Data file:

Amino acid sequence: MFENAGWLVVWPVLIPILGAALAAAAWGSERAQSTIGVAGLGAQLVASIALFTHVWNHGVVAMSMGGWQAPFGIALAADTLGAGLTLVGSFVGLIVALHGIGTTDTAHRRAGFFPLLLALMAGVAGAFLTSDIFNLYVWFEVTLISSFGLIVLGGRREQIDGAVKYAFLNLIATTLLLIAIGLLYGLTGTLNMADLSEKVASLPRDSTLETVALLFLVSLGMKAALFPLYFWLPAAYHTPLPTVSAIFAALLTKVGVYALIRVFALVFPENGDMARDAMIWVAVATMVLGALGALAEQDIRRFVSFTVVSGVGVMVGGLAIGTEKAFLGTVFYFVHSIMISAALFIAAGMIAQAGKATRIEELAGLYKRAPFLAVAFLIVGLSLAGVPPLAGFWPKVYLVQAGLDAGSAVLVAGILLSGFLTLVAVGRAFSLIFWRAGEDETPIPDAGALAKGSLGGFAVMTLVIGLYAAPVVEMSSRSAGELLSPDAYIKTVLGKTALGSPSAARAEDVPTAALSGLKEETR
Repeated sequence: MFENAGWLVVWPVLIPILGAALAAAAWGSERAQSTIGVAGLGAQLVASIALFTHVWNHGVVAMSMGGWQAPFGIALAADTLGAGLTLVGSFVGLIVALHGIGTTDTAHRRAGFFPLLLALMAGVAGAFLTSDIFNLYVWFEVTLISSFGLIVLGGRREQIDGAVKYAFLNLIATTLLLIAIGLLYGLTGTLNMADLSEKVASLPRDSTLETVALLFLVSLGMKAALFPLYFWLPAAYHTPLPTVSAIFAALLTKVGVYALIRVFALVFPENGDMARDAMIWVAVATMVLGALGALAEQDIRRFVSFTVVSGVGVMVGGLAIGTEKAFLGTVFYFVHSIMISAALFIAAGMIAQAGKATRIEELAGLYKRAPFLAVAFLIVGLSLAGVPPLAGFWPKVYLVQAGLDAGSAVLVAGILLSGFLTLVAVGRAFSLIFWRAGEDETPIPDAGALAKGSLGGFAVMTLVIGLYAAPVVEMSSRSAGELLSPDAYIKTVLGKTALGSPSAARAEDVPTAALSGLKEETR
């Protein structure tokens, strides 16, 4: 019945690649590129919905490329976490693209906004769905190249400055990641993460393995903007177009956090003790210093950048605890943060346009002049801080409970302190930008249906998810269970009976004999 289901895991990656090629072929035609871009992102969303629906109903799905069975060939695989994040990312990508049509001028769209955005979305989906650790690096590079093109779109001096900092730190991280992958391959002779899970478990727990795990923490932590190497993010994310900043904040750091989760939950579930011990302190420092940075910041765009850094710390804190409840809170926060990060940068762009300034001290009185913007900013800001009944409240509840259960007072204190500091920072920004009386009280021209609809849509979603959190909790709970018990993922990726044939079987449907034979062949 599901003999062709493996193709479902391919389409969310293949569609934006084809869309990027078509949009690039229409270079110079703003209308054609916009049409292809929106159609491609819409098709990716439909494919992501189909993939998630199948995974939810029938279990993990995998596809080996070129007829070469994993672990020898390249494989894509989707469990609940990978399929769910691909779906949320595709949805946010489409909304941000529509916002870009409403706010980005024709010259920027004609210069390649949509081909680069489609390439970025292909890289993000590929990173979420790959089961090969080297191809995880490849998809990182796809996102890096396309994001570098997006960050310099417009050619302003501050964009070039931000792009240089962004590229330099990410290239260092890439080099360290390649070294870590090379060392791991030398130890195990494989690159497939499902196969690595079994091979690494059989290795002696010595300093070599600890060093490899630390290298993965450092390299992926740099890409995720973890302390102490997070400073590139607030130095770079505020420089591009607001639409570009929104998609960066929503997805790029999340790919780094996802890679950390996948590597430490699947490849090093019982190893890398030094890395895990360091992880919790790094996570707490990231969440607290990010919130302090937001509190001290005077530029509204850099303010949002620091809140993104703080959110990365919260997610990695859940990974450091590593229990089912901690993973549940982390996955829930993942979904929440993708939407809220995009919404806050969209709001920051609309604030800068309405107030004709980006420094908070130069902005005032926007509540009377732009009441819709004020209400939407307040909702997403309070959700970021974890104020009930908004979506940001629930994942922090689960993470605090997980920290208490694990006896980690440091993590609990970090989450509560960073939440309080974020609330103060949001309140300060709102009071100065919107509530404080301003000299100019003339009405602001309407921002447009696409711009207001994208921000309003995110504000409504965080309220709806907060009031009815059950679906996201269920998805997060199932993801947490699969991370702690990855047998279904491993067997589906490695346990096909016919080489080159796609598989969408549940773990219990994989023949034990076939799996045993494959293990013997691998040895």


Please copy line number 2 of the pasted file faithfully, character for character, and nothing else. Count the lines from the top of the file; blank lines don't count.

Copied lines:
Repeated sequence: MFENAGWLVVWPVLIPILGAALAAAAWGSERAQSTIGVAGLGAQLVASIALFTHVWNHGVVAMSMGGWQAPFGIALAADTLGAGLTLVGSFVGLIVALHGIGTTDTAHRRAGFFPLLLALMAGVAGAFLTSDIFNLYVWFEVTLISSFGLIVLGGRREQIDGAVKYAFLNLIATTLLLIAIGLLYGLTGTLNMADLSEKVASLPRDSTLETVALLFLVSLGMKAALFPLYFWLPAAYHTPLPTVSAIFAALLTKVGVYALIRVFALVFPENGDMARDAMIWVAVATMVLGALGALAEQDIRRFVSFTVVSGVGVMVGGLAIGTEKAFLGTVFYFVHSIMISAALFIAAGMIAQAGKATRIEELAGLYKRAPFLAVAFLIVGLSLAGVPPLAGFWPKVYLVQAGLDAGSAVLVAGILLSGFLTLVAVGRAFSLIFWRAGEDETPIPDAGALAKGSLGGFAVMTLVIGLYAAPVVEMSSRSAGELLSPDAYIKTVLGKTALGSPSAARAEDVPTAALSGLKEETR